Equally important is her personal style, which she says is a departure from the typical LA broker. “I run my business as a woman, not as a man,” she says. “The feminine aspect is important to embrace when running a business. I don’t hide my emotions. I let people really see me.”

Buying a home is “an emotional transaction. So, we really nurture the relationship with that person.... If they’re sick, we take them chicken soup. If they have a baby, we send them a personalized baby blanket. People remember the personal touches.”

Tami Hollman Pardee (BSBA’93)

She didn’t always let her softer side show. “I used to be hardcore,” she says. “I was a ballbuster. I didn’t love people up. I used to be a bit of a jerk. Then a dog bit me and I almost lost my eyesight. I had to wake up to the world. I realized I had to change because nobody wanted me like this. I became more nurturing, kind, and loving.” Another event also played a part in the evolution of her approach. In 2001, Pardee was diagnosed with multiple sclerosis. She says the illness was an adjustment—she fights the fatigue by prioritizing sleep time, doing yoga, and staying active with her kids—but it also made her a more compassionate, more feeling person. “I have my own problems. I’ve been through difficult times,” she says.

And being a nurturer versus a taskmaster, she says, “you get the same results.” Whether it’s her colleagues or her clients, “in the end, being seen is all people want.”

To bond with her customers now, “I listen, I do a lot of mirroring,” she says. It works. “At least three times a week, I have someone cry on me. It’s emotional, selling a house; happy or sad, I’m there for them.” Pardee also donates a slice of every sale to local charities. The company says its Life-Changer Program, through which it has joined with organizations such as Harvest Home and Boys & Girls Club of Venice, has given away more than $908,000.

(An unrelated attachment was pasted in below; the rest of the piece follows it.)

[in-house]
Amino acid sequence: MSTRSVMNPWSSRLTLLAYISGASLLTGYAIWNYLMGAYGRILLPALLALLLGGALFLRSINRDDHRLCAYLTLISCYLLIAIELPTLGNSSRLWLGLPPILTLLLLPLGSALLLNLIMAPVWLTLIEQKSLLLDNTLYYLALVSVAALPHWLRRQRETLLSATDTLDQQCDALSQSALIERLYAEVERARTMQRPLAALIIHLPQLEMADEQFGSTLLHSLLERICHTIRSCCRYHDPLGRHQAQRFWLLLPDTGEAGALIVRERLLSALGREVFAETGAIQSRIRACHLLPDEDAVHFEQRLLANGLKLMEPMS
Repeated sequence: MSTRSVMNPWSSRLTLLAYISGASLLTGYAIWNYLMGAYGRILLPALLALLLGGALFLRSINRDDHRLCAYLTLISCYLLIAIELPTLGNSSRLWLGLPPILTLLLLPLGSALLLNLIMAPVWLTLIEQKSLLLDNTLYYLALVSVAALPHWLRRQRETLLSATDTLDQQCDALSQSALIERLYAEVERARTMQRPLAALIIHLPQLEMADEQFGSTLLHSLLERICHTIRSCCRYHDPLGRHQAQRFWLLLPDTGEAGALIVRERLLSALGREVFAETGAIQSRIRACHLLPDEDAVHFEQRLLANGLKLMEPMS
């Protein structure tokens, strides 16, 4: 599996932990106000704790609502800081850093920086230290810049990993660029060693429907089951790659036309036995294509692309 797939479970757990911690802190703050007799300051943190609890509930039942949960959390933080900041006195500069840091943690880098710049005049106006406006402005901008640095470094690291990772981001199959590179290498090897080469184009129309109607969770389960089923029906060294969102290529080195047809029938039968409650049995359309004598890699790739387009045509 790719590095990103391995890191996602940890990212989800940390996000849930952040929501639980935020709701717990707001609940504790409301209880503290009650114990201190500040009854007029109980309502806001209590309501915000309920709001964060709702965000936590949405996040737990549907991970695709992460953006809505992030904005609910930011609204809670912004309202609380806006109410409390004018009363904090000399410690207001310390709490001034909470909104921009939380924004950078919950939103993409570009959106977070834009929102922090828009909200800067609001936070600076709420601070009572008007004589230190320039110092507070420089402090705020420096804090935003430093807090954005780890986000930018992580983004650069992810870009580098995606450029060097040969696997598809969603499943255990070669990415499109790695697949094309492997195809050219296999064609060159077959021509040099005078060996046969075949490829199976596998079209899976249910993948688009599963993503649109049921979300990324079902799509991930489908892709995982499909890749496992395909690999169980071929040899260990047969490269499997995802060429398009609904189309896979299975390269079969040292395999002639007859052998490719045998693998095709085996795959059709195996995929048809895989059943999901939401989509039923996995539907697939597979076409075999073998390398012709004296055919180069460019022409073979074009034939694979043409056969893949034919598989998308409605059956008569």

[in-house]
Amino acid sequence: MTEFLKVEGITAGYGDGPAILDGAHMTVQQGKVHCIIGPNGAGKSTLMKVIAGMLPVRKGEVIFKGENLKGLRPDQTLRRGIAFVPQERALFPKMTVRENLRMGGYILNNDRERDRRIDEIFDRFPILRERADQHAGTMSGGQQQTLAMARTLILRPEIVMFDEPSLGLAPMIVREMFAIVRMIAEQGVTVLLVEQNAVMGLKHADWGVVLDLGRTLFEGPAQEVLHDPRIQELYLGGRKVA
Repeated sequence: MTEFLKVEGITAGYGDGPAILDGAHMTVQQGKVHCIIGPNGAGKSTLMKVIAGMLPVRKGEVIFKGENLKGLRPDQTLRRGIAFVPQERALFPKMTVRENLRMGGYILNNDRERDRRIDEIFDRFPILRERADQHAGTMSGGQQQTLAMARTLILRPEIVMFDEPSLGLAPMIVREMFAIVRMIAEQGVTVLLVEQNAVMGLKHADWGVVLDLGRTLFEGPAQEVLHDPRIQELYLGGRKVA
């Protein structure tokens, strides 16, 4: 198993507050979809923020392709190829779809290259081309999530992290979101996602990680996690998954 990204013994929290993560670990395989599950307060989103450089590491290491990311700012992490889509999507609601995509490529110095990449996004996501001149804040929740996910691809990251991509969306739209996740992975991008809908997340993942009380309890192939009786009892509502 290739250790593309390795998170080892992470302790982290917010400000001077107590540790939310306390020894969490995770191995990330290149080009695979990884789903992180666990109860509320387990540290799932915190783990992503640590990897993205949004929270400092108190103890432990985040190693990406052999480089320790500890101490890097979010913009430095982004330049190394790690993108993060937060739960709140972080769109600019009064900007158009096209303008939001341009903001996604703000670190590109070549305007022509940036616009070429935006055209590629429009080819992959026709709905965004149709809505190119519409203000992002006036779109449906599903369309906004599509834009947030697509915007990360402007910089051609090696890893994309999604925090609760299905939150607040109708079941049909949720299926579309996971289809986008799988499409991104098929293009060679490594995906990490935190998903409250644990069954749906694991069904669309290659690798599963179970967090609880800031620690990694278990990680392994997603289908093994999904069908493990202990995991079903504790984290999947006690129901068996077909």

Expanding from a solo operation to one with a big, specialized staff is a tricky proposition—many entrepreneurs don’t make it or don’t turn out to be good CEOs, since they can’t let go of some tasks. “You have to be steadfast and you have to strategize, but there’s nothing to be afraid of,” Pardee says. Starting out in the business, she says, “everyone focuses on the commission and how much they’re going to make. I focus on people.”

And she gets to focus on some glamorous people. Pardee has worked with Anjelica Huston, Robert Downey Jr., and Matthew Modine, among many others; in the words of the Hollywood Reporter, she’s the “woman who rules Venice.”